The U.S. Bureau of Reclamation approved those flow augmentation releases last week
, and the San Luis & Delta-Mendota Water Authority and Westlands Water District sued to stop them several days later. The two had another suit already outstanding with the court over emergency flows last year. In his decision, U.S. District Judge Lawrence J. O’Neill talked about both cases. He said the emergency releases for salmon in the Trinity do not decrease the amount of water the plaintiff's users are getting from the project (which already, in these drought conditions, is zero for agriculture users and curtailed some for wildlife refuges). He acknowledged that releases into the Trinity this year likely could lower the reservoir enough that next year's the water supply could be impacted, meaning continued short supply (already in effect) for the plaintiff's water users. But, he said, "the balance of the harms does not warrant an injunction at this time."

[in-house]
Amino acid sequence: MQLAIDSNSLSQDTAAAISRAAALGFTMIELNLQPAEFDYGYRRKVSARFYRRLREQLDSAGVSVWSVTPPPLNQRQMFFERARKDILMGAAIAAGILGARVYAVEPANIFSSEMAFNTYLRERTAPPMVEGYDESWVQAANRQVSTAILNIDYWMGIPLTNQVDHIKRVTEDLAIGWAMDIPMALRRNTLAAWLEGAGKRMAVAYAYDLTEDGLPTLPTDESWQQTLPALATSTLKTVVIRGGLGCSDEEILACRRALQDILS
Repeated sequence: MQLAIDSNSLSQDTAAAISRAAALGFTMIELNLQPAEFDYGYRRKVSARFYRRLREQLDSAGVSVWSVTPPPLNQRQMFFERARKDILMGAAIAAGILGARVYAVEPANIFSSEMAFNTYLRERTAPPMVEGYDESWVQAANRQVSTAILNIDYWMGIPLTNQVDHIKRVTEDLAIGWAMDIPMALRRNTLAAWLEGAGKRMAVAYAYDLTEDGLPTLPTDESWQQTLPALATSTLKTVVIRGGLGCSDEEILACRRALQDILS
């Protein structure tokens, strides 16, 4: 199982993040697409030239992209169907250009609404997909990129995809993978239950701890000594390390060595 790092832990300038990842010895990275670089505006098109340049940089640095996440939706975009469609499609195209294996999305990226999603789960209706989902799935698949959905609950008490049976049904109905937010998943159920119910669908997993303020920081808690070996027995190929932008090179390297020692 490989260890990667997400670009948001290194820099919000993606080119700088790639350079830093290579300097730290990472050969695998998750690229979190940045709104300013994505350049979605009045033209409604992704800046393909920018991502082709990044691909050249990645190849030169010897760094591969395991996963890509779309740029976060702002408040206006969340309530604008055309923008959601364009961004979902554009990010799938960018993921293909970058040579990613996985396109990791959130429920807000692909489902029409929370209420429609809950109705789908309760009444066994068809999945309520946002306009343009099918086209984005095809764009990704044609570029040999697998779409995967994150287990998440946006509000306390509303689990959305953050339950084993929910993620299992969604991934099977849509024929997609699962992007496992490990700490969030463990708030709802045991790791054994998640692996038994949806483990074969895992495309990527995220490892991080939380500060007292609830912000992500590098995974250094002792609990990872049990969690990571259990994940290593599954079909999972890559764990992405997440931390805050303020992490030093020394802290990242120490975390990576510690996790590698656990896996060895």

"Even if the Court were prepared immediately to issue a final ruling on the merits in favor of Plaintiffs, an injunction would not be automatic," O'Neill wrote. "The potential harm to the Plaintiffs from the potential, but far from certain, loss of added water supply in 2015 does not outweigh the potentially catastrophic damage that 'more likely than not' will occur to this year’s salmon runs in the absence of the 2014 [flow augmentation releases]."
You can read the decision here:
And here's a video showing before-and-after the releases:
A federal judge with the Eastern District Court of California today denied a temporary restraining order and preliminary injunction sought by Central Valley Project water users to stop extra releases of water from the Trinity reservoir at Lewiston Dam into the Trinity River.